Exchange: RST + Serial No.
Score Calculation: (see rules)
Submit logs by: September 4, 2016
E-mail logs to: contest[at]netactive[dot]co[dot]za
Mail logs to: (none)
Find rules at: http://www.sarl.org.za/Web3/Members/DoDocDownload.aspx?X=20
***********************************************************************

Phone Fray 0230Z-0300Z, Aug 31, 2016 Logs due: Sep 2
Status: Active
Mode: SSB
Bands: 160, 80, 40, 20, 15m
Classes: Single Op
Max power: 100 watts
Exchange: NA: Name + (state/province/country)
non-NA: Name
Work stations: Once per band
QSO Points: NA station: 1 point per QSO
non-NA station: 1 point per QSO with an NA station
Multipliers: Each US state (including KH6/KL7) once per band
Each VE province/territory once per band
Each North American country (except W/VE) once per band
Score Calculation: Total score = total QSO points x total mults
E-mail logs to: (none)
Post log summary at: http://www.3830scores.com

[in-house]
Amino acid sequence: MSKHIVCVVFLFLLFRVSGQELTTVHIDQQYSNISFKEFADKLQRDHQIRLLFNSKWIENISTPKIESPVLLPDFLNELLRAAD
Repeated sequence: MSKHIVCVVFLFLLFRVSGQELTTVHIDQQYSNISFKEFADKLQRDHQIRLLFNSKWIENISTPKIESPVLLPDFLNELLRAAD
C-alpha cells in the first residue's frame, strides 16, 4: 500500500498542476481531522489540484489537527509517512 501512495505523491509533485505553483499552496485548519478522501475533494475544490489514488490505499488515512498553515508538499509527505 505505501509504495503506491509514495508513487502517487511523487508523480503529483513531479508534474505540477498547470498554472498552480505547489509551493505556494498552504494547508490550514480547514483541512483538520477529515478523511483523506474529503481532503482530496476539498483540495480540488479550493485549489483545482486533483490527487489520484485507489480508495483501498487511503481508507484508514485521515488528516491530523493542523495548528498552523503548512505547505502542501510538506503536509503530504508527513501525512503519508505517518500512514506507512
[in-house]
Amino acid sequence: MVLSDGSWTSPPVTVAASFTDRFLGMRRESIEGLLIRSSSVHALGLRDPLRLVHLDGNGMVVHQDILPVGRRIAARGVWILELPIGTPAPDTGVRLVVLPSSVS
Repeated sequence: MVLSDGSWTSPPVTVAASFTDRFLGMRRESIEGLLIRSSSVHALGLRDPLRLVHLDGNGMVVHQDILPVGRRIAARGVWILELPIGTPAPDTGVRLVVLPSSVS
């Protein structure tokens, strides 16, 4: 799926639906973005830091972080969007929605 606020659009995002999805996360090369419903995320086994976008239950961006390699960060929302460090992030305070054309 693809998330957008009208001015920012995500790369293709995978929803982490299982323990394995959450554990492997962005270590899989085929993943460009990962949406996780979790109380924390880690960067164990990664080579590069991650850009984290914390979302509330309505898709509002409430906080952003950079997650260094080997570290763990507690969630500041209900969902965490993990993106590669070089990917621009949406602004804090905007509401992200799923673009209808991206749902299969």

Mail logs to: (none)
Find rules at: http://www.perluma.com/Phone_Fray_Contest_Rules.pdf
***********************************************************************

thanx to wa7bnm

Thursday, August 11, 2016

ARRL The Doctor is In Podcast .. IS HERE


ARRL The Doctor is In Podcast

Welcome to the home of the bi-weekly ARRL The Doctor is In podcast -- a lively discussion of all things technical! The Doctor is none other than ARRL's Joel Hallas, W1ZRDoctor_is_In_Podcast_Icon_2.jpg, who has been answering questions about Amateur Radio in the Doctor Is In column in QST since 2006.